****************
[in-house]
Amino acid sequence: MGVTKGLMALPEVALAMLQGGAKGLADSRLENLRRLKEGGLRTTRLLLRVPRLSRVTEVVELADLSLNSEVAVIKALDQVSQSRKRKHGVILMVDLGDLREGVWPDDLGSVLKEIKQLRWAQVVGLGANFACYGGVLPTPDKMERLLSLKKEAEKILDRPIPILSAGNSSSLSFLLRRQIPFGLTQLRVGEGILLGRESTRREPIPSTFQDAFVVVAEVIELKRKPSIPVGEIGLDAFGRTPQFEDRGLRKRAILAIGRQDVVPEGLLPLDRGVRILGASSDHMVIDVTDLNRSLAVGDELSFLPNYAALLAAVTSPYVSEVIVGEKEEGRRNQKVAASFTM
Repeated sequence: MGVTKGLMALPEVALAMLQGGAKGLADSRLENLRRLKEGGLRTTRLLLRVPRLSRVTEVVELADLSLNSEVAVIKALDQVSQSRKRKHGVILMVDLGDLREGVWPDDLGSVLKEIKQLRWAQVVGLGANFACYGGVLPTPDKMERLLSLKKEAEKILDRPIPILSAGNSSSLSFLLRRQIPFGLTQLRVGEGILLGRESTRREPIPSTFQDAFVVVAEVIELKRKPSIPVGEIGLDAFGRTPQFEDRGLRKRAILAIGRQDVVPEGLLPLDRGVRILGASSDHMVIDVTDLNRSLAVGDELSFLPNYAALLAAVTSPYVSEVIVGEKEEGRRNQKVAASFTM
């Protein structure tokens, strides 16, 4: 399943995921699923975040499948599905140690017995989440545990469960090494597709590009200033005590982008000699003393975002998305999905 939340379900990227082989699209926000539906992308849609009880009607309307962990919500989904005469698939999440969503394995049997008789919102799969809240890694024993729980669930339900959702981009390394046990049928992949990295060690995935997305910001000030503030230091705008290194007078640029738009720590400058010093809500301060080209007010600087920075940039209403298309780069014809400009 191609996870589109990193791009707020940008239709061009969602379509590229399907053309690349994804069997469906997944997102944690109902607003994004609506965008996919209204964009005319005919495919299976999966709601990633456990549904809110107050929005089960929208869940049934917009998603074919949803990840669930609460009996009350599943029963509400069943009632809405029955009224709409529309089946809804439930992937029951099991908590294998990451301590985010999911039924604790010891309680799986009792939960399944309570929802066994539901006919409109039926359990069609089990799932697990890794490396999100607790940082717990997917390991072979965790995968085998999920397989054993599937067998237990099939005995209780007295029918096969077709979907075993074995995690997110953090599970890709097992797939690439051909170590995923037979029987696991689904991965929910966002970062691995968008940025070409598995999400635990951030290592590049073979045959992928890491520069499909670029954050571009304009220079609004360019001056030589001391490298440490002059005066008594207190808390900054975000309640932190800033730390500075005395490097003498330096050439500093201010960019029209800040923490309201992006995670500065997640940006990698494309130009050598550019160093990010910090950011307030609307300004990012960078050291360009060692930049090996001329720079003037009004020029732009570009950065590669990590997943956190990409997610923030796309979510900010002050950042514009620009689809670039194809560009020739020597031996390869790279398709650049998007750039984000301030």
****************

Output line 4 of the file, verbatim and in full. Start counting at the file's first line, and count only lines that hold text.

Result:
């Protein structure tokens, strides 16, 4: 399943995921699923975040499948599905140690017995989440545990469960090494597709590009200033005590982008000699003393975002998305999905 939340379900990227082989699209926000539906992308849609009880009607309307962990919500989904005469698939999440969503394995049997008789919102799969809240890694024993729980669930339900959702981009390394046990049928992949990295060690995935997305910001000030503030230091705008290194007078640029738009720590400058010093809500301060080209007010600087920075940039209403298309780069014809400009 191609996870589109990193791009707020940008239709061009969602379509590229399907053309690349994804069997469906997944997102944690109902607003994004609506965008996919209204964009005319005919495919299976999966709601990633456990549904809110107050929005089960929208869940049934917009998603074919949803990840669930609460009996009350599943029963509400069943009632809405029955009224709409529309089946809804439930992937029951099991908590294998990451301590985010999911039924604790010891309680799986009792939960399944309570929802066994539901006919409109039926359990069609089990799932697990890794490396999100607790940082717990997917390991072979965790995968085998999920397989054993599937067998237990099939005995209780007295029918096969077709979907075993074995995690997110953090599970890709097992797939690439051909170590995923037979029987696991689904991965929910966002970062691995968008940025070409598995999400635990951030290592590049073979045959992928890491520069499909670029954050571009304009220079609004360019001056030589001391490298440490002059005066008594207190808390900054975000309640932190800033730390500075005395490097003498330096050439500093201010960019029209800040923490309201992006995670500065997640940006990698494309130009050598550019160093990010910090950011307030609307300004990012960078050291360009060692930049090996001329720079003037009004020029732009570009950065590669990590997943956190990409997610923030796309979510900010002050950042514009620009689809670039194809560009020739020597031996390869790279398709650049998007750039984000301030």